Roughly 115 kilometers from La Paz, Desaguadero makes an interesting site, combining natural views with cultural borders.
Taxis, vans and buses to Desaguadero, leave from La Paz main cemetery - roughly half the way down from the Andean High Plateau to the downtown area (which here is literally "down"). The vehicles leave from the Asin Street, near the Cemetery main gate (from the market to the right if looking toward the impressive wall of the plateau). Buses and vans cost 10 BOB, while taxis cost 25 BOB. I strongly recommend choosing the taxis, also for security and visibility of the way. The small, old and beaten taxis carry one passenger in the front, up to three in the back and one or two extra passengers with the luggage. I strongly advise against sitting next to Bolivians or Peruvians, though I’ll refrain from giving specific descriptions. During rush hours the trip can take more than two hours; early in the morning it’s the best time for the adventure.
The taxis leave from here towards the Ballivian Plaza, a secondary access point connecting between La Paz and its twin city, El Alto, which already is on the Andean High Plateau. Once we reached this point, the driver asked from the people sitting in the luggage area to hide, so that the many police in the plaza won't spot them; even here traveling in such a fashion is illegal. After this point was reached, the driver followed a highly irregular route through El Alto, until it reached the narrow two-lane road leading westwards. The road is paved, but in bad conditions, and local drivers simply don’t know how to drive under such circumstances. Apparently they think the horn provides safety while blindly bypassing other vehicles. Avoiding travel after dark is advised.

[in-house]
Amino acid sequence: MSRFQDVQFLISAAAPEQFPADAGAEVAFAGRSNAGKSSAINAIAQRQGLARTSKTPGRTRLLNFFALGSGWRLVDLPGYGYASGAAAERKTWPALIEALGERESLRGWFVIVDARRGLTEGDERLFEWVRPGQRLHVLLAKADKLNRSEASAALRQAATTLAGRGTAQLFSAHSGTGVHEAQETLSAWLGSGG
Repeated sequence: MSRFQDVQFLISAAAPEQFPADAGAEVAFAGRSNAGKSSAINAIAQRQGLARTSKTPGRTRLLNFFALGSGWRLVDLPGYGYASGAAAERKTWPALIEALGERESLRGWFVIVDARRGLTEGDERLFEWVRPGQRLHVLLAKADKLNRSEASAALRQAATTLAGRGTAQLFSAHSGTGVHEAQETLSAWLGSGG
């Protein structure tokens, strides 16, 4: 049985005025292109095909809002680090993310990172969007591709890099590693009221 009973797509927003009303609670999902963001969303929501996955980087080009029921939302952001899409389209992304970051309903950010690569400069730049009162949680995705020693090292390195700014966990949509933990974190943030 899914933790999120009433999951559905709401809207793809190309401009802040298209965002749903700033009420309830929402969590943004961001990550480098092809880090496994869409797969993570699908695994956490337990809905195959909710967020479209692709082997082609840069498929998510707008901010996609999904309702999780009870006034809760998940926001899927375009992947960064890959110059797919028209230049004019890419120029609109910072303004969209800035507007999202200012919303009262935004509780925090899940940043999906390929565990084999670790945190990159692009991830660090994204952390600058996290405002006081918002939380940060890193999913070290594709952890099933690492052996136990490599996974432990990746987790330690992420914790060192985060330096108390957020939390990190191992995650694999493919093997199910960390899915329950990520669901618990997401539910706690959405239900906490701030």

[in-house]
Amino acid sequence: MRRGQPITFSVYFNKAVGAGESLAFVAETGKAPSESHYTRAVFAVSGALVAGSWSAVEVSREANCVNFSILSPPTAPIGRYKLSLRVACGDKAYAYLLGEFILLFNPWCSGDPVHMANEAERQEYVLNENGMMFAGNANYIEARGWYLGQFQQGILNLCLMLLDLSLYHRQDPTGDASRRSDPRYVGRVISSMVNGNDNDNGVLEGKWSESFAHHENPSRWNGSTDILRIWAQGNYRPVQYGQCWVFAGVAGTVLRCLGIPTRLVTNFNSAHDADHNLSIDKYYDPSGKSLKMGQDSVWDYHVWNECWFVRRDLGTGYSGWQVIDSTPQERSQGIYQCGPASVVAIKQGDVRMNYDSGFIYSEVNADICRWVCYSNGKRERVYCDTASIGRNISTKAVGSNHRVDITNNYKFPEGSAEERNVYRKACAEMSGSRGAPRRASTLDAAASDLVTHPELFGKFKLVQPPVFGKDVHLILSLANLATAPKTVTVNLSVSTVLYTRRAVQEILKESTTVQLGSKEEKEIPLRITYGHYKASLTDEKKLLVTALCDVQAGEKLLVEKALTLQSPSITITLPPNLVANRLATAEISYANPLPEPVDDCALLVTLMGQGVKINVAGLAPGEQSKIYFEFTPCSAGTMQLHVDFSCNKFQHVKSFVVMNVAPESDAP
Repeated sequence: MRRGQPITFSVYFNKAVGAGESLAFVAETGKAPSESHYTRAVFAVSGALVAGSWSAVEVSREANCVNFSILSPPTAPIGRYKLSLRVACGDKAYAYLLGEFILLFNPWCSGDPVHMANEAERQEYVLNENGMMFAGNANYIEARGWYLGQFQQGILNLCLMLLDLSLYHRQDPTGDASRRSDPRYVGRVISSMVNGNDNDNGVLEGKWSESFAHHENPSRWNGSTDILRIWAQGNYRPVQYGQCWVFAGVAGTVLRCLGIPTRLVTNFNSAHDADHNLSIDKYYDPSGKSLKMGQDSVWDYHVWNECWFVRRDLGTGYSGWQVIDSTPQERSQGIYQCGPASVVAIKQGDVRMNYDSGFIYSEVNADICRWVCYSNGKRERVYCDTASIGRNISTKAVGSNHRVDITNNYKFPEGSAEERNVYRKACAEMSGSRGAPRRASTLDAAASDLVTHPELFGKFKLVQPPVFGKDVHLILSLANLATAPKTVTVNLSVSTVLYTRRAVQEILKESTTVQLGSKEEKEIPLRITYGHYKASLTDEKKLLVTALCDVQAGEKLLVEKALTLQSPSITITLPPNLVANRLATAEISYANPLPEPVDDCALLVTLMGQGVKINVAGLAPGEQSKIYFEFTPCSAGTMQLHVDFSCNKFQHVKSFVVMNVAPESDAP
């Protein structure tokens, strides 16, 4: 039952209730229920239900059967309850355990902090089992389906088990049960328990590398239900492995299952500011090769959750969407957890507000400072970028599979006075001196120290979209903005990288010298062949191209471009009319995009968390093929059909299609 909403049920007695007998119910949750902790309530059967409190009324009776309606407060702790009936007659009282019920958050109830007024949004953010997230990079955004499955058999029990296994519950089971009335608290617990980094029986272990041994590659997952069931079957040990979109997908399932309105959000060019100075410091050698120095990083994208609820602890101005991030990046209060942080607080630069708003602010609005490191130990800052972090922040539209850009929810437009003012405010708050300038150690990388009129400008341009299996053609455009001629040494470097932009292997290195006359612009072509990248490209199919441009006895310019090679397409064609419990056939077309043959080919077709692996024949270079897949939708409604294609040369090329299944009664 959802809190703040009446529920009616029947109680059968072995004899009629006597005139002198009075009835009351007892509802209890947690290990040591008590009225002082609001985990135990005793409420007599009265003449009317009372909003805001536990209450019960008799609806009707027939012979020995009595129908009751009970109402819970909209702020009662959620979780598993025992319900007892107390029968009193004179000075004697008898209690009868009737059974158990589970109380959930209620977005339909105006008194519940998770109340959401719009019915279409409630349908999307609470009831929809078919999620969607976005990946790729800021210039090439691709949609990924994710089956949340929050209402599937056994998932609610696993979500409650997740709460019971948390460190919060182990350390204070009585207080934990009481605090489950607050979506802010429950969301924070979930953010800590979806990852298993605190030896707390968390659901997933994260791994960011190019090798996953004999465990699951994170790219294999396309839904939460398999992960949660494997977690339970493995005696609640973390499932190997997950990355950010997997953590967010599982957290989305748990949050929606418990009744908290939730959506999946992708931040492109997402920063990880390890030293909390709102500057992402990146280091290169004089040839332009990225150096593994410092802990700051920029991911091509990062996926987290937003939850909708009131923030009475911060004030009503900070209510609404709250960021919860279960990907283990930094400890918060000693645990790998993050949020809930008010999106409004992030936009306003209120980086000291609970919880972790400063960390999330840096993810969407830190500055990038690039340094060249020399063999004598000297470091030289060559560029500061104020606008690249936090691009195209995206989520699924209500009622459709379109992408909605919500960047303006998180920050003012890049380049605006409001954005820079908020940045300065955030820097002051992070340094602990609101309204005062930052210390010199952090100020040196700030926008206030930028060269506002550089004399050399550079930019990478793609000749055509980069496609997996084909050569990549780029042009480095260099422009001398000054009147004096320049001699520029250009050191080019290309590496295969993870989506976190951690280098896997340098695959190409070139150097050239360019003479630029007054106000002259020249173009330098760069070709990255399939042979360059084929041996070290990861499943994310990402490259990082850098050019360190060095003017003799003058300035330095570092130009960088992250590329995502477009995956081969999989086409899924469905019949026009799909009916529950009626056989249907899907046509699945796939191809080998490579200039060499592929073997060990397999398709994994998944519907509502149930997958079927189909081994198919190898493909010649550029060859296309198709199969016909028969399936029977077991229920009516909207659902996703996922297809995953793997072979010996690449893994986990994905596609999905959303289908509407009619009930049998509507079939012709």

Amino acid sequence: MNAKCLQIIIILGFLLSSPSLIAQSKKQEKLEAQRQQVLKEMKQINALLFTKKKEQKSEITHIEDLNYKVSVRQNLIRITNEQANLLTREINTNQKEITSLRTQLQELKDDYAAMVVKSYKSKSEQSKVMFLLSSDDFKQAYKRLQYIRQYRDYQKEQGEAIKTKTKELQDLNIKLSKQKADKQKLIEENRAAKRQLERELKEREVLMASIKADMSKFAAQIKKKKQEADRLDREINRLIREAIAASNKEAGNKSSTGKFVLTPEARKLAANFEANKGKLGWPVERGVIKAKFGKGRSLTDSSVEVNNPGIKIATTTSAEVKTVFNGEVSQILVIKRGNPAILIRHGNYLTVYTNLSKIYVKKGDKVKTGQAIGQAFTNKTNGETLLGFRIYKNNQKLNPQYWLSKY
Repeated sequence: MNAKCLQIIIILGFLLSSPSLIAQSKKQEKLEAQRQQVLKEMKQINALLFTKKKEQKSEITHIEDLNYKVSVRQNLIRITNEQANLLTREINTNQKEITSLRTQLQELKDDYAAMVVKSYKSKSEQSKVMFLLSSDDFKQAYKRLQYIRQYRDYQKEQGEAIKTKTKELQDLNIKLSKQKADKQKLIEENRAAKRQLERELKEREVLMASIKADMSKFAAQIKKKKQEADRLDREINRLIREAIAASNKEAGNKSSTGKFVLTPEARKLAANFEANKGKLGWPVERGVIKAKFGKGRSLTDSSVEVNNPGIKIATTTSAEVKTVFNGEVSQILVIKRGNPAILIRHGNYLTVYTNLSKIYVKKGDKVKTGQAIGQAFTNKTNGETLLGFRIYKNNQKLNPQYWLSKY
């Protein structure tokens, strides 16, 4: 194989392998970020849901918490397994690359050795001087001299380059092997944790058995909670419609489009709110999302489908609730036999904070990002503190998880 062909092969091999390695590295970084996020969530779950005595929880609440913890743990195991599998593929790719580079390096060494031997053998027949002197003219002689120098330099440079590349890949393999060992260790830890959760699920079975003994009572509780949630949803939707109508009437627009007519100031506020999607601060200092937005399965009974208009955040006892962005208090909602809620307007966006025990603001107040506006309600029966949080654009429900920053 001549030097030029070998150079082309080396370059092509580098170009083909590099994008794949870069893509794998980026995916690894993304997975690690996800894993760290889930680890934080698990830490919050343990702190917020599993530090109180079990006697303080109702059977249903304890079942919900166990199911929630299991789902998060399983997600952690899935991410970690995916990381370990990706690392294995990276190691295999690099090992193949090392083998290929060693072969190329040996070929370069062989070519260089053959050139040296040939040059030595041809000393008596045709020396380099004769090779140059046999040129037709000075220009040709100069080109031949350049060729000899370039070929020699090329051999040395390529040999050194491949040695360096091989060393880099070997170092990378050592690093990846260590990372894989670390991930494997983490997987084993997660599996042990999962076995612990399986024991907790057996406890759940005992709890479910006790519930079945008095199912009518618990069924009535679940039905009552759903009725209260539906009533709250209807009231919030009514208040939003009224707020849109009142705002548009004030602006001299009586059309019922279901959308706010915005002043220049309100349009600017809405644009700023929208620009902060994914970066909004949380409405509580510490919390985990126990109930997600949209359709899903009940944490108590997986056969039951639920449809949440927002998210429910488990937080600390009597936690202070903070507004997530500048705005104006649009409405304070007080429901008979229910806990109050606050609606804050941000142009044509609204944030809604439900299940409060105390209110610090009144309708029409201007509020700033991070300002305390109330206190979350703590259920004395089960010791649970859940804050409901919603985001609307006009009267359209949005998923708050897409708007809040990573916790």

At the Rio Seco Junction - near El Alto’s west end - the road splits in a "Y" shaped pattern. The right side leads to Copacabana, roughly at the center of the Titicaca shoreline, while the left side leads to Desaguadero, at the very bottom of the lake. The last name roughly means "the place where the water spills out," and refers to the small river taking excessive waters from the lake into the plateau; the river evaporates in the Oruro Department.
The first road – to Copacabana - is more popular with tourists crossing the border to Peru. Beyond the bonus of Copacabana and the Inca islands in the lake, this road offers awesome views of the Cordillera Real. The sights include the Illimani, Mururata, Huayna Potosi, Condoriri and Illampu mountains. Yet, it passes so close to the last three that it's not possible getting a good view of the whole range. However, the road to Desaguadero offers the same views but from a greater distance, letting the traveler enjoy views of whole chunks of this range.
Moreover, on this road, the traveler has a better feeling of how the Andean High Plateau looks; the other road is too close to the mountains delimiting it. The plateau is not exactly flat; it contains undulated hills and slightly tilted: El Alto is higher than the Titicaca shore and that Oruro. Designing the trip so that the two roads would be explored is a good idea.
A few kilometers after leaving El Alto, Laja is reached. This small town is the foundation site of La Paz. Later on, the city was moved to its actual location in the hope its actual location would provide a hotter climate and more gold. Yet, a beautiful colonial cathedral can be still seen here from the road. This is also where the "Pan de Laja" (this is a pita-type of bread popular in La Paz) is produced. A toll gate causes a minor delay here; drivers collect the names of the passengers and hand them to the police manning the spot. There is no privacy here. Shortly after, Tiwanaku can be seen on the right side; unluckily, the ruins cannot be seen from the route.
The next major even along the way is Guaqui. The vehicles stop here for an inspection by the army. Passengers are requested to leave the vehicles and show IDs to the soldiers. Guaqui was in the past the largest port along the Bolivian side of the lake and a railway connected it with La Paz. Nothing is left from that, except for the awesome views of the lake. From here until Desaguadero, the lake can be seen all along the way. The broken line of its shore is breathtaking, especially due to the deep blue color of its waters. Totora creates a spiky separation between the shore and the waters; brownish barren hills allow differentiating between the waters and the skies.
Soon a small town that strangely seems to be located partially over the lake appears. Houses looking like large cubes of Lego-bricks cover the adjacent hills. "Welcome to Desaguadero, the Bi-National City," a sign in Spanish says.